Wednesday, April 28, 2010

Morning Update/ Market Thread 4/28

Good Morning,

Equity futures are higher this morning following yesterday’s tumult. The SPX gave up 2.3% on the day and overnight the Nikkei Index lost 287 points or 2.6% in sympathy. The dollar and bonds are slightly lower this morning, the Euro is up slightly after making new lows yesterday, oil is up a little and gold is down a little.

The action in gold yesterday was interesting as it moved up strongly in opposition to the market. That’s an important clue for what to expect as it becomes more clear that indeed sovereign risk is for real and it’s not just a Greek problem – it’s a global problem.

According to Bloomberg:
The yield on two-year Greek notes surged to more than 23 percent today, and the nation’s securities regulator imposed a two-month ban on short sales on the Athens stock exchange.

The euro gained today after the Financial Times reported the International Monetary Fund may increase its financial assistance in the first year to Greece by 10 billion euros from the current 15 billion euros, citing unidentified bankers and officials in Washington. The currency was trading at $1.3195 at 12:45 p.m. in Tokyo, having earlier traded at $1.3145, the lowest since April 29, 2009.
Got to love those unidentified bankers, and when all else fails ban short selling, yeah that'll work... not! The bankers don't care about any "risk," they are certainly willing to print up an instrument of debt and skim from the people’s productive efforts – austerity, that’s for other people.

The worthless MBA Purchase Index produced yet another wild swing, gaining 7.4% on the week. The refinance index, however, lost 8.8%! The composite index lost 2.9%. I don’t even know why I waste my time with this report, somebody please make it stop! Econoday plays right along, gee, no mention of the weather?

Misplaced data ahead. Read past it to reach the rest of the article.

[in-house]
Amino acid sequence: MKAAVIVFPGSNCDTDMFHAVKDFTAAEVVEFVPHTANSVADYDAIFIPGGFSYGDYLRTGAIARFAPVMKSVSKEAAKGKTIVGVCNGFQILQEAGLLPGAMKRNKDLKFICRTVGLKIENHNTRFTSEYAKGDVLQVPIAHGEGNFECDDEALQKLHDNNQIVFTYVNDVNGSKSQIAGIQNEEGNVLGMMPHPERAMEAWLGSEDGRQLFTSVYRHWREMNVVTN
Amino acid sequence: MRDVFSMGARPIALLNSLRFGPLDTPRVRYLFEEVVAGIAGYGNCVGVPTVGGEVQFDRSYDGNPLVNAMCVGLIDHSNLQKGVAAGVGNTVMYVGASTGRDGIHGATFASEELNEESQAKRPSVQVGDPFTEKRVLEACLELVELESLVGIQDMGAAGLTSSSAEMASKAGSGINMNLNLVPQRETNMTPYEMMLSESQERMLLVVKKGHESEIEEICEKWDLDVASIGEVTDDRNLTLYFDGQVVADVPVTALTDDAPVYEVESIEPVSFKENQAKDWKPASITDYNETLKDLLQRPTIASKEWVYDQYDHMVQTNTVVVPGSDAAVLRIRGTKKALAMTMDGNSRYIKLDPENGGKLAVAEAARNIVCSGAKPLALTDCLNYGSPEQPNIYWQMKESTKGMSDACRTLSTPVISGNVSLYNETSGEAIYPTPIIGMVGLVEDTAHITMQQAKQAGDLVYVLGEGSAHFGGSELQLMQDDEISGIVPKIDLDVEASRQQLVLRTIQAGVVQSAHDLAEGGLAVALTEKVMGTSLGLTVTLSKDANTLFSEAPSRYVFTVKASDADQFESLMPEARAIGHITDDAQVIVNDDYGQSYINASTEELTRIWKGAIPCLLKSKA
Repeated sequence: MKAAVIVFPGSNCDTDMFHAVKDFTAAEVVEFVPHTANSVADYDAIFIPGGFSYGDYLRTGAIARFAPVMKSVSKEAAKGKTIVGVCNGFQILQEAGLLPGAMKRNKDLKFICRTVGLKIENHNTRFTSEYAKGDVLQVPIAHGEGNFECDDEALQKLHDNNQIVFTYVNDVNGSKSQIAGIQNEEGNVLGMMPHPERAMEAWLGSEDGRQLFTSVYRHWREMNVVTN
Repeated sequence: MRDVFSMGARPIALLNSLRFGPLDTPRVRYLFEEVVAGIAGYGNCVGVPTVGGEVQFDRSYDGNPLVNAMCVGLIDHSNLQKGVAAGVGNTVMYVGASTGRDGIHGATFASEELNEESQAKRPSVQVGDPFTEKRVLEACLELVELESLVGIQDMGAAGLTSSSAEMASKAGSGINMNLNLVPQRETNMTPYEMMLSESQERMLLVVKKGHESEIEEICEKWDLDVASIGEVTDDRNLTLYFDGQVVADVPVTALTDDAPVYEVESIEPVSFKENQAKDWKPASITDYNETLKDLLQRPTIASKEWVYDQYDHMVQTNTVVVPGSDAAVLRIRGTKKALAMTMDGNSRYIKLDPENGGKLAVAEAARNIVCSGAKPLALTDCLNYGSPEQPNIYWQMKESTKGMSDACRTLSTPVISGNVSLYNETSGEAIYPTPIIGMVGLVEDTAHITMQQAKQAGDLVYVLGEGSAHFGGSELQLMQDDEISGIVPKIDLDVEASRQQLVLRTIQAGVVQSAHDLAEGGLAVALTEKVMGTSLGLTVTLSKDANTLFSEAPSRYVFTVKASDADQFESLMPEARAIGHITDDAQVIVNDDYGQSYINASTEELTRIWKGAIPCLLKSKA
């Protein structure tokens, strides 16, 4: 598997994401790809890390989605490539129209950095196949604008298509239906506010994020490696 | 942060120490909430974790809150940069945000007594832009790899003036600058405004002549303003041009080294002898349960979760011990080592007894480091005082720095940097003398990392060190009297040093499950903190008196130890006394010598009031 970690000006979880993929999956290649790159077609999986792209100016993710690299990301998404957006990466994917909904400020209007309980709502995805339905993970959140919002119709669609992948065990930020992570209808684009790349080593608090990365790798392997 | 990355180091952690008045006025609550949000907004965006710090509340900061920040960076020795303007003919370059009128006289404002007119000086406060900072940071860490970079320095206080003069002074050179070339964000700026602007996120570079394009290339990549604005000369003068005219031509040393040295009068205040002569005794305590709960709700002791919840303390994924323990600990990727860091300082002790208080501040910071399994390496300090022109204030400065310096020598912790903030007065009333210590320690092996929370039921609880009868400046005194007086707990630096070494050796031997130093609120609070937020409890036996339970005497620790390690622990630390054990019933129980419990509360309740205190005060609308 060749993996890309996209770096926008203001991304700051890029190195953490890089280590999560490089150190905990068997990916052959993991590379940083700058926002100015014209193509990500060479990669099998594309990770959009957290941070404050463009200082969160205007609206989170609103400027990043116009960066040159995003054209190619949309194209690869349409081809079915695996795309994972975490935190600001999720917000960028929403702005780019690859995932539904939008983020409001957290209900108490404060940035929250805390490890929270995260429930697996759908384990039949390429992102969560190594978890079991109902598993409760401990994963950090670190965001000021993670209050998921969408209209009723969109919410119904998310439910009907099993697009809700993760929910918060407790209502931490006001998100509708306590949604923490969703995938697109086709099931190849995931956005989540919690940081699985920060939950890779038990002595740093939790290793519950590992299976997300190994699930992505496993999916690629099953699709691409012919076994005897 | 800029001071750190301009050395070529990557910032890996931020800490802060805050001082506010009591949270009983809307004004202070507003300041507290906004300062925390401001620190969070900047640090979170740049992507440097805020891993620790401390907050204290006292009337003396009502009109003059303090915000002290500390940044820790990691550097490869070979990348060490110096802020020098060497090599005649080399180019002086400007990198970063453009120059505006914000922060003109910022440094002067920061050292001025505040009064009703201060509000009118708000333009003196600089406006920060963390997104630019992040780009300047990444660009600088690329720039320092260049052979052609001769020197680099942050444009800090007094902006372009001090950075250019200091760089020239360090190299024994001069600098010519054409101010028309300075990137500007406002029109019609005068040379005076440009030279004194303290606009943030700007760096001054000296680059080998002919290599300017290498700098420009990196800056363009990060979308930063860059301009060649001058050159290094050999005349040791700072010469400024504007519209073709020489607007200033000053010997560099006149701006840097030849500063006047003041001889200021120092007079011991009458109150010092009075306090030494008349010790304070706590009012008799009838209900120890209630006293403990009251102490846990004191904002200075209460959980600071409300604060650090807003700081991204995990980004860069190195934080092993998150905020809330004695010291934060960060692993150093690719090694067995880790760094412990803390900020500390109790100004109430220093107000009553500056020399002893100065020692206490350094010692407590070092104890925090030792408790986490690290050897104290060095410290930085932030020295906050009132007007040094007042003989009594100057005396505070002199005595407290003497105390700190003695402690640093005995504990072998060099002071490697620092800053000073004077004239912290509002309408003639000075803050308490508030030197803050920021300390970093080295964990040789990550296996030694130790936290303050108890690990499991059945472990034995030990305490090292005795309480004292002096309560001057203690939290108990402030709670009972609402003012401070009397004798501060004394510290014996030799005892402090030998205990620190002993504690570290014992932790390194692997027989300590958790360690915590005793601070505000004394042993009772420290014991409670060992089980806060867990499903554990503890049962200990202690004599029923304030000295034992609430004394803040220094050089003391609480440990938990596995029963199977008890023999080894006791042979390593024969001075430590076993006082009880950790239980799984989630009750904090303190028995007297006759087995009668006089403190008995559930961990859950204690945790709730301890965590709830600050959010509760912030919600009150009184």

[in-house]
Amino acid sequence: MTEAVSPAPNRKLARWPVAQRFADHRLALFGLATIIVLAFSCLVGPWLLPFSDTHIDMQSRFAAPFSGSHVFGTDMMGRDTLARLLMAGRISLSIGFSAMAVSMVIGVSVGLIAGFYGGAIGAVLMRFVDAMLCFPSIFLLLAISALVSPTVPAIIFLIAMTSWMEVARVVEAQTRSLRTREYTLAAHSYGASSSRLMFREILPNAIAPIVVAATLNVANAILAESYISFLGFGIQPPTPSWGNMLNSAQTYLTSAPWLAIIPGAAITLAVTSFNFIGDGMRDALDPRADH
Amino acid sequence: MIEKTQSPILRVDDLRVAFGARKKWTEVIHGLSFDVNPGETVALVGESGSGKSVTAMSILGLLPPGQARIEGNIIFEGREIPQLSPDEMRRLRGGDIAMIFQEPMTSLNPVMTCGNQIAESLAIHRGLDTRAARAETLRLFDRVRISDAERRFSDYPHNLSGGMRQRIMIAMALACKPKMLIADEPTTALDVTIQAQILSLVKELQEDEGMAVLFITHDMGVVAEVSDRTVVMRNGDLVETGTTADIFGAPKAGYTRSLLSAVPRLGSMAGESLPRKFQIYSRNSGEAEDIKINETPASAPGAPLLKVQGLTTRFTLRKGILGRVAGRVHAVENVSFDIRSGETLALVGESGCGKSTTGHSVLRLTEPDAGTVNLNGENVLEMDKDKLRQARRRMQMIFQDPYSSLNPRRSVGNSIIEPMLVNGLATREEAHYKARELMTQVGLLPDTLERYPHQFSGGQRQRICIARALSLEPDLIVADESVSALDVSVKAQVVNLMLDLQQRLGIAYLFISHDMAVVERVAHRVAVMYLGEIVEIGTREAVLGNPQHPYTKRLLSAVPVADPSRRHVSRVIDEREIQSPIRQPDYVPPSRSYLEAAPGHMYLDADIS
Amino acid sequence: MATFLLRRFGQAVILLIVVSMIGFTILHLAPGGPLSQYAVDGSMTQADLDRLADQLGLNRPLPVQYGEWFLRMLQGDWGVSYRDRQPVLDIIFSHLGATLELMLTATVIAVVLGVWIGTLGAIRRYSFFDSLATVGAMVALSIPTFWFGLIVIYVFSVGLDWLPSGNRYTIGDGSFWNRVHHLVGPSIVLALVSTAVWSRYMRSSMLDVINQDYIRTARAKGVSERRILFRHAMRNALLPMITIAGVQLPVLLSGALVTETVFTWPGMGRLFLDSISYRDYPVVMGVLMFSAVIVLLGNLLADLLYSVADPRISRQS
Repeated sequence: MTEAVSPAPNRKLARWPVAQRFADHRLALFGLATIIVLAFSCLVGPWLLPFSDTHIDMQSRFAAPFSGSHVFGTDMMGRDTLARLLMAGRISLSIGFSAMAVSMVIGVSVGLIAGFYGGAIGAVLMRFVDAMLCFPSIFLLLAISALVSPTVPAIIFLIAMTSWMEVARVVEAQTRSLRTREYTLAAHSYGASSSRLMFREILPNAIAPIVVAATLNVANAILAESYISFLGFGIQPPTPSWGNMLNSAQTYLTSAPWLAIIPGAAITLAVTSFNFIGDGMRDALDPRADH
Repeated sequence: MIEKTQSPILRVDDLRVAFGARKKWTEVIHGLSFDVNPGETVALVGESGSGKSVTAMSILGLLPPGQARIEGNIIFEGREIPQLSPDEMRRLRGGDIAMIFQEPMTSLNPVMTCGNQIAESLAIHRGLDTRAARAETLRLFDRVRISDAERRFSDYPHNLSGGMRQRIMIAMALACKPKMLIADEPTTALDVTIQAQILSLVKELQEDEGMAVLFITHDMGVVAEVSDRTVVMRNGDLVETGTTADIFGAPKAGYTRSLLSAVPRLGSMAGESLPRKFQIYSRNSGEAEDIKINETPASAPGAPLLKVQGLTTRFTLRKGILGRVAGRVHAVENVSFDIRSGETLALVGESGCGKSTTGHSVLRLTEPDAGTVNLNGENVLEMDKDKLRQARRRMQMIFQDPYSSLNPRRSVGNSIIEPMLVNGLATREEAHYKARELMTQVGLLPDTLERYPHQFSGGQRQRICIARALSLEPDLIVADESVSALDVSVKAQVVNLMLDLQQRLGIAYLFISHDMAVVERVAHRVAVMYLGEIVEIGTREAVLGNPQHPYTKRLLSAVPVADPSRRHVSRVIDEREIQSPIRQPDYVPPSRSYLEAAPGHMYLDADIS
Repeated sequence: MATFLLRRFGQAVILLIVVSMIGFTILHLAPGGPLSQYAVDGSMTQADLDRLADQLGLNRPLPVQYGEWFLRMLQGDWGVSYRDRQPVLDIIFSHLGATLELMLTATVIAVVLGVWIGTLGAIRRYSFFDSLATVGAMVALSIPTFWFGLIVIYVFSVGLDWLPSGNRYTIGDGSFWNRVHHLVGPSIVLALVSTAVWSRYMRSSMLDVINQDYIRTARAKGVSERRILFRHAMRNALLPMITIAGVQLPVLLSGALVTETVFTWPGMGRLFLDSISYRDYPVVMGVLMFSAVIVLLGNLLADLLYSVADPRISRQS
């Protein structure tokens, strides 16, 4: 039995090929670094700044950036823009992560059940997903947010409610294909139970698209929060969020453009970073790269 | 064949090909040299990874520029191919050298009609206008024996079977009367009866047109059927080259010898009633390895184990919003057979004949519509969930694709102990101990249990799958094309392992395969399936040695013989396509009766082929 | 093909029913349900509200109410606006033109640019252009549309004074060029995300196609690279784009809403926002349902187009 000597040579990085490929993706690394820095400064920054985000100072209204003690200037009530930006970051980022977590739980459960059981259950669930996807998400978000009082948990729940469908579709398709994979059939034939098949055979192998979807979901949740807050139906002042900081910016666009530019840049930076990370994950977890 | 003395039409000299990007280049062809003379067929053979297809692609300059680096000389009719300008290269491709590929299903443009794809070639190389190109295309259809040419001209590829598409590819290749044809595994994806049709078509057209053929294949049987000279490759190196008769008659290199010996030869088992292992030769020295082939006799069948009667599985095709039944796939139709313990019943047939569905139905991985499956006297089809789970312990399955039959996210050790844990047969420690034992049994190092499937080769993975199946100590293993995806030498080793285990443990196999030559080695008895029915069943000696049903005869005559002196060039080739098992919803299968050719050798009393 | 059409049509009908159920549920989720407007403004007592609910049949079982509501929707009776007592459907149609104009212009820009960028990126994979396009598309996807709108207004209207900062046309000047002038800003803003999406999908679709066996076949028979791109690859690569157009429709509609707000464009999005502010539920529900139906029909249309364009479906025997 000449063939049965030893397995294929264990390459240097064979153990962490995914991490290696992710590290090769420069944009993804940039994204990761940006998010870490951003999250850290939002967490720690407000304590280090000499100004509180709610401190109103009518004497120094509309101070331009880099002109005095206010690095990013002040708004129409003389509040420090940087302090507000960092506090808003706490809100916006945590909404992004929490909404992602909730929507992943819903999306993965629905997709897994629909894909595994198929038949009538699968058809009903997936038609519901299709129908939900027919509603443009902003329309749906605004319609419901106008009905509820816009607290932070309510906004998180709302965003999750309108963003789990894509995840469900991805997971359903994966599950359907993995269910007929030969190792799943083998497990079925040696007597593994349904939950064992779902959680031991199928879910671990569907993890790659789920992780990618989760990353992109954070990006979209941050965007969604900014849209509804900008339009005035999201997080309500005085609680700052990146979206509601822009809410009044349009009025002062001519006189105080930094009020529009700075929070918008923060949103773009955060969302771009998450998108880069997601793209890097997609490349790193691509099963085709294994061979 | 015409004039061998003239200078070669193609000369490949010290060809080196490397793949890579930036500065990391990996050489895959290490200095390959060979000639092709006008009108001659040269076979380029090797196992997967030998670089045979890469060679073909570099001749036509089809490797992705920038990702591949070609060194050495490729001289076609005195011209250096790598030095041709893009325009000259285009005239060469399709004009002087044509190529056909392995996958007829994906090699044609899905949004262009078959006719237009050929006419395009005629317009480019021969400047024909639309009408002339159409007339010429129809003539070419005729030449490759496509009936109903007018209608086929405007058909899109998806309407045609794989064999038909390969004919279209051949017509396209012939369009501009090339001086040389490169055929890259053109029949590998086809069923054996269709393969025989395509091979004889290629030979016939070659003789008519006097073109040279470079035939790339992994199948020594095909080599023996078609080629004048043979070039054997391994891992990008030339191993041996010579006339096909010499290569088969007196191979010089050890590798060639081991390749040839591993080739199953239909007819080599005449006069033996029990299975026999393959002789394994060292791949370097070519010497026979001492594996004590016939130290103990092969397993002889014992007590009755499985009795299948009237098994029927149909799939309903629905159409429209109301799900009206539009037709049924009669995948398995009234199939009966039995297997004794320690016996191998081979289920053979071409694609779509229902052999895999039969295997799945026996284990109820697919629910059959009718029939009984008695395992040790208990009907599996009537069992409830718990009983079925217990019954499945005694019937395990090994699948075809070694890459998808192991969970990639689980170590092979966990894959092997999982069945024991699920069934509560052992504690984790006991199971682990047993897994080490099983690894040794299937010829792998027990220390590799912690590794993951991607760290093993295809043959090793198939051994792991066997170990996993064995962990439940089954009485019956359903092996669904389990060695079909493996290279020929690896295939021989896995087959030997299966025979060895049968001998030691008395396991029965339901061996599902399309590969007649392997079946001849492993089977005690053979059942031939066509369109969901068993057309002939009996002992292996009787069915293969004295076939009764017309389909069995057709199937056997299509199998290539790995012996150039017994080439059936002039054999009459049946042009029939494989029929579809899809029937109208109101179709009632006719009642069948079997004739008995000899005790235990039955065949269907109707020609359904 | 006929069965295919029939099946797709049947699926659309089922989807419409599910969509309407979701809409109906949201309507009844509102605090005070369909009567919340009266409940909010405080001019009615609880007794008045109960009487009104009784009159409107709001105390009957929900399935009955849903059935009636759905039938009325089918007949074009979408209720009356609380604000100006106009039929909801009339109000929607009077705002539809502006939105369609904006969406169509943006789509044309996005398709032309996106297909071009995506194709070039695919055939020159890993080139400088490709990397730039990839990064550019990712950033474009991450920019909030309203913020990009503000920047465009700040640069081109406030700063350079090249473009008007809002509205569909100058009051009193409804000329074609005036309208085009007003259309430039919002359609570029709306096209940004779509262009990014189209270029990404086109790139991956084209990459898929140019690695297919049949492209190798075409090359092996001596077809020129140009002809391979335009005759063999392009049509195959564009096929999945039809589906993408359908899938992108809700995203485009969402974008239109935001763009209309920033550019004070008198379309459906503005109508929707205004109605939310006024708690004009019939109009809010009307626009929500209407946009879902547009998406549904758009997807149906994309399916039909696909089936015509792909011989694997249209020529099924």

The approaching end to second-round stimulus is giving a big lift to housing demand as the Mortgage Bankers Association's purchase index jumped for a second week, up 7.4 percent in the April 23 week. But the outlook after the latest stimulus expires at month-end is in serious question. This report two weeks from now will likely offer the first indication of how deeply stimulus pulled sales forward. MBA reports a disproportionate share of government purchase applications which rose 11.9 percent in the latest week vs. a 3.5 percent rise for conventional purchases.

If it weren't for sovereign-debt issues now pulling U.S. rates lower, the prospect of high mortgage rates was a central risk to future housing demand. Rates did rise in the week, up 4 basis points on 30-year loans to 5.08 percent, but rates are very likely to move lower in the next report given ongoing sharp declines in long Treasury yields. Lower rates should help the refinance index which however fell 8.8 percent in the latest reporting week. The fall in the refinance index offset the rise in the purchase index, making for a 2.9 percent decrease in the composite index.
Of course the FOMC meeting announcement will occur at 2:15 Eastern this morning, boy, can’t you just wait to hear what these geniuses have to say? I’m still waiting for Bernanke to utter the words “debt saturation” which he actually came pretty close to yesterday. In fact, he came pretty close to saying that there’s no more room for deficit spending, and doesn’t that fly in the face of his entire prevent depression thesis?